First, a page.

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The West Wing
A group of sorority girls pledge to keep mum on the accidental death of one of their sisters; after graduation, however, they find themselves stalked by a serial killer who seems bent on eliminating anyone who knows their secret.
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With a flick ostentatiously flaunting teenage T&A at every turn, maybe it's not surprising that this treat is all buns and no meat. What is a little bit of a shock is just how good the bread is.
Sorority Row is a well-shot little slasher flick, not something that will turn the world on its head but decent. In its first half hour or so, I'd go so far as to say it's actually damned good.
Yes, it borrows its major plot points from --INSERT TITLE HERE-- nearly every teen slasher film from "I Know What You Did Last Summer" to "Scream." But it trumps most of them in character development, and just plain mean-girl power.
It's hard to go into much of the set up without being a spoiler, but suffice to say that the relationships between the sorority seniors at the heart of the action are terrific and fun. The one slightly weak link is Rumer Willis (yes, that Willis) who probably needs to pull back a bit on the mugging for the camera. We get that Ellie's the smart slightly geeky one (as a fellow sister puts it, like an encyclopaedia with a nice rack). She starts off as definitely more of a type than a girl, but improves measurably through the course of the film.
All of the central females are great characters: Jessica the social climber, Chugs the unrepentant slut, Claire the wannabe good girl, and Cassidy the solid friend. What happens is great at first too, a totally believable series of unfortunate events that put them in a hole just a little too deep to get out of.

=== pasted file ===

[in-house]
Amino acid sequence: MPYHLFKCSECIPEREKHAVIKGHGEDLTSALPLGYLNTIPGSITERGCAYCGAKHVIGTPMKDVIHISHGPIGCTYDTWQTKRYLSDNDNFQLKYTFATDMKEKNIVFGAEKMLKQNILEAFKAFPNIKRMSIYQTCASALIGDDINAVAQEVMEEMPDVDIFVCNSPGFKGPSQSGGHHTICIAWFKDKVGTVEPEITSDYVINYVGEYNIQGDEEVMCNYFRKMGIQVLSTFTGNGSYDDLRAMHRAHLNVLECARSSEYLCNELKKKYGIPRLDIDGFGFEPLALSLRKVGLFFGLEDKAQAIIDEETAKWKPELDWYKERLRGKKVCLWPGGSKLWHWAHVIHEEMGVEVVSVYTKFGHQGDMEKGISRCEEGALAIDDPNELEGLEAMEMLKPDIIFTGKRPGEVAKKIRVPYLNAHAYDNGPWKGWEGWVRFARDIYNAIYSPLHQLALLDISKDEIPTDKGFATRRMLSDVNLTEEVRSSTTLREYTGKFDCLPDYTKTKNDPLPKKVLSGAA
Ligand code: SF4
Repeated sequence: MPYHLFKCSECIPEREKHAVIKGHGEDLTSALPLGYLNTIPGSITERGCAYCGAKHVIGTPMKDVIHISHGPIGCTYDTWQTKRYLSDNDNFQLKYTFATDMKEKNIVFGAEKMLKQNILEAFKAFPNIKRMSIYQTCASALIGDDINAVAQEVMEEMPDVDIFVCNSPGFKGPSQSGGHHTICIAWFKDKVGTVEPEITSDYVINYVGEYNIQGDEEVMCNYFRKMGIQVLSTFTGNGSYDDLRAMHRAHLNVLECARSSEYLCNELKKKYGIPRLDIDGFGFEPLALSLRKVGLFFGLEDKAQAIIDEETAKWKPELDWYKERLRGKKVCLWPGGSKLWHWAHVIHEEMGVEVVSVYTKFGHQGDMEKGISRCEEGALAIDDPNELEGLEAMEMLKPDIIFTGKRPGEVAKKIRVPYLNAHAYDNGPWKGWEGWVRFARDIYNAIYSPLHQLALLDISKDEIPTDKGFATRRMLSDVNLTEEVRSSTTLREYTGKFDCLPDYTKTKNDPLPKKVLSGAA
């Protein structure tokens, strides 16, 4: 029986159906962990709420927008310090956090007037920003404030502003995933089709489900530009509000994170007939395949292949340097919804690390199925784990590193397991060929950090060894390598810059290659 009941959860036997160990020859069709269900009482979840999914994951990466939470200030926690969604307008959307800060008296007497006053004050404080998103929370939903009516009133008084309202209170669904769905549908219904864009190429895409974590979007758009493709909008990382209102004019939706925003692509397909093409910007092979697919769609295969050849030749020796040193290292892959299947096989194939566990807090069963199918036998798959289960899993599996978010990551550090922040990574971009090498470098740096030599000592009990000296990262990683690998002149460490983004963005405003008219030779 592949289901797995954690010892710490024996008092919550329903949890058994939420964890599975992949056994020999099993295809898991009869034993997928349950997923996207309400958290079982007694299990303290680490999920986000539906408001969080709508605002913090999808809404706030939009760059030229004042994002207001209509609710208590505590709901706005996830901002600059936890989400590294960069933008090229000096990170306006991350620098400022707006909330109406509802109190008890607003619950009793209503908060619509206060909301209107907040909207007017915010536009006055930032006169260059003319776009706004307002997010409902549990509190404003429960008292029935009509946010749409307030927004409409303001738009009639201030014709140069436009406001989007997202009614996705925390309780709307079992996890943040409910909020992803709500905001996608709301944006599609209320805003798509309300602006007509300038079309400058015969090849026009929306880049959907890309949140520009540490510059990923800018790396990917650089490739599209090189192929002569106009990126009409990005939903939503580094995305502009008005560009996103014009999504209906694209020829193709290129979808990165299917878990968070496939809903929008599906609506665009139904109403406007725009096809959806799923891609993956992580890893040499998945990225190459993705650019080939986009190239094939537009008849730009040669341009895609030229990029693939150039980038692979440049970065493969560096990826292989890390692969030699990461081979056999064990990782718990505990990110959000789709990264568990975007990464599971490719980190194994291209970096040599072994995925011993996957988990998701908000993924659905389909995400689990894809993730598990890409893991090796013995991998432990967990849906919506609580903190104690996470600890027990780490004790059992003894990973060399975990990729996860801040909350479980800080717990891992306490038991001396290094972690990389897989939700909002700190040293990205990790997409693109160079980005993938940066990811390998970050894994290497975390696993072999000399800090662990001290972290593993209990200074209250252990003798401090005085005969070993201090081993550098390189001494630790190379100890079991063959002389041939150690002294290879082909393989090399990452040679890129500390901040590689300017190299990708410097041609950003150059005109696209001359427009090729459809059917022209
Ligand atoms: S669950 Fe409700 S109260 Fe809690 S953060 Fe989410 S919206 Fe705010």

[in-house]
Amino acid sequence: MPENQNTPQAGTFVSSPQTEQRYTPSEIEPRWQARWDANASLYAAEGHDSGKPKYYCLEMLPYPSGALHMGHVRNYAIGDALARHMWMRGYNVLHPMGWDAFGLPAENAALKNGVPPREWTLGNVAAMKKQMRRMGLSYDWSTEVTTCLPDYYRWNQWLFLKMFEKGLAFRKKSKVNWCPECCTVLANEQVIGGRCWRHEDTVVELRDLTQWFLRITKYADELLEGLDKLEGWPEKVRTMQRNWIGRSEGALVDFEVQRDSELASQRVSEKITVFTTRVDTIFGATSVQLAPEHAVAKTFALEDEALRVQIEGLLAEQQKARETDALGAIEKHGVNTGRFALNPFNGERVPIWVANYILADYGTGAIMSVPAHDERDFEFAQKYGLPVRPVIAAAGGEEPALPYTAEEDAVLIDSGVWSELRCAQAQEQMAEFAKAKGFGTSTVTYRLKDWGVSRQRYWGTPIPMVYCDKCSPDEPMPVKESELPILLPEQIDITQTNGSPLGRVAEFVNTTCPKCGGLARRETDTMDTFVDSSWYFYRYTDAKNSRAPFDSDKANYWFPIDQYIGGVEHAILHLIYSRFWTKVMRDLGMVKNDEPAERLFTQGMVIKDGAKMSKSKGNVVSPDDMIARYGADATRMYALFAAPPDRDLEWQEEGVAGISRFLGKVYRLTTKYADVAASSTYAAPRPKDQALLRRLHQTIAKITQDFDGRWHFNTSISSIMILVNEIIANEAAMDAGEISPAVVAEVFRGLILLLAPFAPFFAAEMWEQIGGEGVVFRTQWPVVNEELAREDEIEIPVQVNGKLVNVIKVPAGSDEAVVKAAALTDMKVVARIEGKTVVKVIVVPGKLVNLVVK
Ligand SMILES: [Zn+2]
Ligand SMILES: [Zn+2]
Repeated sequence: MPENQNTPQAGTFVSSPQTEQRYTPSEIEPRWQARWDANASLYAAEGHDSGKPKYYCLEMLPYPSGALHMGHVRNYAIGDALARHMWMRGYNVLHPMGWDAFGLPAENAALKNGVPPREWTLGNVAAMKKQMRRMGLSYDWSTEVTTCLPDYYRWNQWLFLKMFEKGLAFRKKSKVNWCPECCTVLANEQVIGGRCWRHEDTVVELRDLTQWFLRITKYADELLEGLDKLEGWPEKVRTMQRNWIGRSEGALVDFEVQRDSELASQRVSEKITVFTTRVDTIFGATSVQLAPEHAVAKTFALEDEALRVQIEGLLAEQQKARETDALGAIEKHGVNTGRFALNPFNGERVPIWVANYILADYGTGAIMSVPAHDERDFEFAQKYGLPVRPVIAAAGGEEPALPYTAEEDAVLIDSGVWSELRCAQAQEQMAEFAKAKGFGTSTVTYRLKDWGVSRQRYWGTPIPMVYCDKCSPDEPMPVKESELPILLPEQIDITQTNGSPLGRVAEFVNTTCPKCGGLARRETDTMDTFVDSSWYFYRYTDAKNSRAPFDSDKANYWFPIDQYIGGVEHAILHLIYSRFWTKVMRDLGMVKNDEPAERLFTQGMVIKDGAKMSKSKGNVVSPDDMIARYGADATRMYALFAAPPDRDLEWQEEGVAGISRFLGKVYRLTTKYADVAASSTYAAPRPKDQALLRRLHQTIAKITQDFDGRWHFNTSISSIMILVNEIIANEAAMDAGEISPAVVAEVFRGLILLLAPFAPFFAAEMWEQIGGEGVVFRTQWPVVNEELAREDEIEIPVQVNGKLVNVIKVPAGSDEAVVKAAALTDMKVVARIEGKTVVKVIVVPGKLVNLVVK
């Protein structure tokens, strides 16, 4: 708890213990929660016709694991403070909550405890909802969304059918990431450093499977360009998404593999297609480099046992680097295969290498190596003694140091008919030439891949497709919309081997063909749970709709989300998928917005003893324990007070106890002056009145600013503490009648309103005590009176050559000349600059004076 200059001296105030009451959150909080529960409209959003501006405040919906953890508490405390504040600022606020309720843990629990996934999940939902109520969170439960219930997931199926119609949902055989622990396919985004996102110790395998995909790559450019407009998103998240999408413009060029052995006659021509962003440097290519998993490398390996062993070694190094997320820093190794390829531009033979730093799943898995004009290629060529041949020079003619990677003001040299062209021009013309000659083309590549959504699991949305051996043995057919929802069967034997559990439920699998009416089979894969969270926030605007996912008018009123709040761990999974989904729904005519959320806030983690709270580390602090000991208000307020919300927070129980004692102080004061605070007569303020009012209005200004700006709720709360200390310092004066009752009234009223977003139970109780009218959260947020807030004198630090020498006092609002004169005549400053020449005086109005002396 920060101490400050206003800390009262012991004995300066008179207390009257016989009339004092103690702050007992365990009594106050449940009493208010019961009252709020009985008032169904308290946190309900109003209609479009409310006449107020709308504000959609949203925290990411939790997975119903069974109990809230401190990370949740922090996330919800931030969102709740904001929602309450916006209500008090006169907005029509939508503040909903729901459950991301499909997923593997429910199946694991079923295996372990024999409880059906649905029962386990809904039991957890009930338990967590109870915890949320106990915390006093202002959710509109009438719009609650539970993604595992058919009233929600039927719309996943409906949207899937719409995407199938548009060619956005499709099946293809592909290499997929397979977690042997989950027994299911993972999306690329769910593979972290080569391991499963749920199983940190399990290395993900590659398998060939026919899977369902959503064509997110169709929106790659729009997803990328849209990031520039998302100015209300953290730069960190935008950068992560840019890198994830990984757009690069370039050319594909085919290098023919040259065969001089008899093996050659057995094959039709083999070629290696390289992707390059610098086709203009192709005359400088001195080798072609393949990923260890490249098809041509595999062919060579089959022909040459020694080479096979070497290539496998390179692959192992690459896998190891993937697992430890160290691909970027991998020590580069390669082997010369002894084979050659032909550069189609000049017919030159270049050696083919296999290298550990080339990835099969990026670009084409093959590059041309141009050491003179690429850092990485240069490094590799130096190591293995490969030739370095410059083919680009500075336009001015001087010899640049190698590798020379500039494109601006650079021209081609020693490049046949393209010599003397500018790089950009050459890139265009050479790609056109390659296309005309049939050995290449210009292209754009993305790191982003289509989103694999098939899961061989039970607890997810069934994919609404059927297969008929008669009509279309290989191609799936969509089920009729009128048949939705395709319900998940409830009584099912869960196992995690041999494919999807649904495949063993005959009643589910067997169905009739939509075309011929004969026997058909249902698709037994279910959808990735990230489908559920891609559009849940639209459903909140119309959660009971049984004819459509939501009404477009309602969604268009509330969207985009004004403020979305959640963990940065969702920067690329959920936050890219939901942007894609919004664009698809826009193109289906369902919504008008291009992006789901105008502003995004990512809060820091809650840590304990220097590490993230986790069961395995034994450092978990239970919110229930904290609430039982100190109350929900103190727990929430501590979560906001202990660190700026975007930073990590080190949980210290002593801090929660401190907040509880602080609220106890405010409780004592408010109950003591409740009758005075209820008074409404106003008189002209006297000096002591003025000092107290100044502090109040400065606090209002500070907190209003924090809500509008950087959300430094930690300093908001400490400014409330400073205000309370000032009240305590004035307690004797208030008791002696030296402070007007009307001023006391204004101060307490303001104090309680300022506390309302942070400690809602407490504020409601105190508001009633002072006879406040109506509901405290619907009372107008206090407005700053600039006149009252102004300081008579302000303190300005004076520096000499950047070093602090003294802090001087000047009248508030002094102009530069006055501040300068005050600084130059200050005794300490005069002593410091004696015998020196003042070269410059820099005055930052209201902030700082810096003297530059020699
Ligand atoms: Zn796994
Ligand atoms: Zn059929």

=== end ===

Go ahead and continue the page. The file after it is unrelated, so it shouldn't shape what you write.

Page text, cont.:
The middle of the film though, is a big mess. It descends into the kind of cliches slasher films revisit only at the peril of losing their edge and becoming totally predictable.
And Sorority Row, sadly, goes there. In fact, the only surprises are when the plot takes a turn that makes no sense at all. Unexpected, yes. Effective, no.
But the final fifteen minutes or so do a lot to make up for the missing sandwich meat. There are some great moments, including some fabulous Mama Wolf acting from Carrie Fisher, having as much fun with a sawed-off shotgun as Luke ever had with his light saber.
And throughout, it's one almost unending orgy of half-clad teenagers, hormones, backstabbing, booze, and partying. With a bit more meat, this would have been a fine, fine treat indeed.